Lifestyle

GEEHI GLAMPING: THE ART OF ROUGHING IT IN COMFORT

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I have a lot of friends who would associate ‘camp grub’ with stuff that comes out of a can – such as Spam, baked beans, sardines and sauerkraut. Nothing wrong with a bit of sardine on toast, I agree. Or sauerkraut, for that matter. They also think that camping in a tent involves lying on a thin mat on the ground, in a too-tight nylon sleeping bag, freezing your butt off with not so much as getting a moment’s shut-eye. Add to that no showering for days on end, with swarms of bugs wherever you go, and you’ve pretty much summed up what many believe getting out in nature is all about. Quite frankly, I’m not about to convince them otherwise. And thankfully, I also have friends who are more on my wavelength when it comes to grabbing a few days away in the bush.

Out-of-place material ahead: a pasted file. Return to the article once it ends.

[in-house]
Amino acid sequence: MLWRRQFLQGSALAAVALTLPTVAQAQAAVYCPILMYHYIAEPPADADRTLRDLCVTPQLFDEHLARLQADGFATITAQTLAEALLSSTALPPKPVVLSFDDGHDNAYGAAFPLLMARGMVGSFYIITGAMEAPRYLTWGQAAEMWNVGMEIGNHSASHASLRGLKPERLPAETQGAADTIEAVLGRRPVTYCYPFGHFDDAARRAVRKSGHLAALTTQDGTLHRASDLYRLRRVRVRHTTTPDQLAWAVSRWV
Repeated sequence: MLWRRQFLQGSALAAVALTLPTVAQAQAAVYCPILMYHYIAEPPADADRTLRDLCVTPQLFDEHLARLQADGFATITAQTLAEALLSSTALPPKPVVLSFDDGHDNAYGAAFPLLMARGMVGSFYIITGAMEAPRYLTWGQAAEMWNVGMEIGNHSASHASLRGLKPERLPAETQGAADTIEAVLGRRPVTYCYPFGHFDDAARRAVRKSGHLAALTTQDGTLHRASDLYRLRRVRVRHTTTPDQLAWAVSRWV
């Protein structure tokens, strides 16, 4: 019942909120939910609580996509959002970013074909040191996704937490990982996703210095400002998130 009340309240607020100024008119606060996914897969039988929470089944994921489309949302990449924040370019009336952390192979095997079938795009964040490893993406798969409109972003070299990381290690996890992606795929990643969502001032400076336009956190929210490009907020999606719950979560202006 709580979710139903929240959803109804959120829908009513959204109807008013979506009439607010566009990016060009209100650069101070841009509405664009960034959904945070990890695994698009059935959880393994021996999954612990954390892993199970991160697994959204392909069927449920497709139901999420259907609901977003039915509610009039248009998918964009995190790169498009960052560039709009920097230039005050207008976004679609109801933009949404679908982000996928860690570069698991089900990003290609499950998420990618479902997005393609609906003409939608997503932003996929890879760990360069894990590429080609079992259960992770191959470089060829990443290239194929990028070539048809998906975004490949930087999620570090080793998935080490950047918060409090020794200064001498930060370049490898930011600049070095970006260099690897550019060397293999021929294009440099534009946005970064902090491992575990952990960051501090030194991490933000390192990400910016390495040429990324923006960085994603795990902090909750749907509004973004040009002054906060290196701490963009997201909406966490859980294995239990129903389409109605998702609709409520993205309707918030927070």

So it’s with much excitement and enthusiasm a week before we go, we start to plan the meals and divvy out who’s cooking which night. There’s talk of curry one night, chilli chicken and watermelon salad the next, whole pumpkin and roast pork on another.

 

Breakfast consists of corn fritters one day, pear and thyme damper, pancakes, and cherry tomatoes in the pan. Oh, and leftover fish curry for anyone who’s keen. Strangely, everyone is. The Nordisk Asgard bell tents are packed, a Terratrek camper trailer is hitched and the convoy of two Defenders and a Prado hits the road not a minute past 6.00am.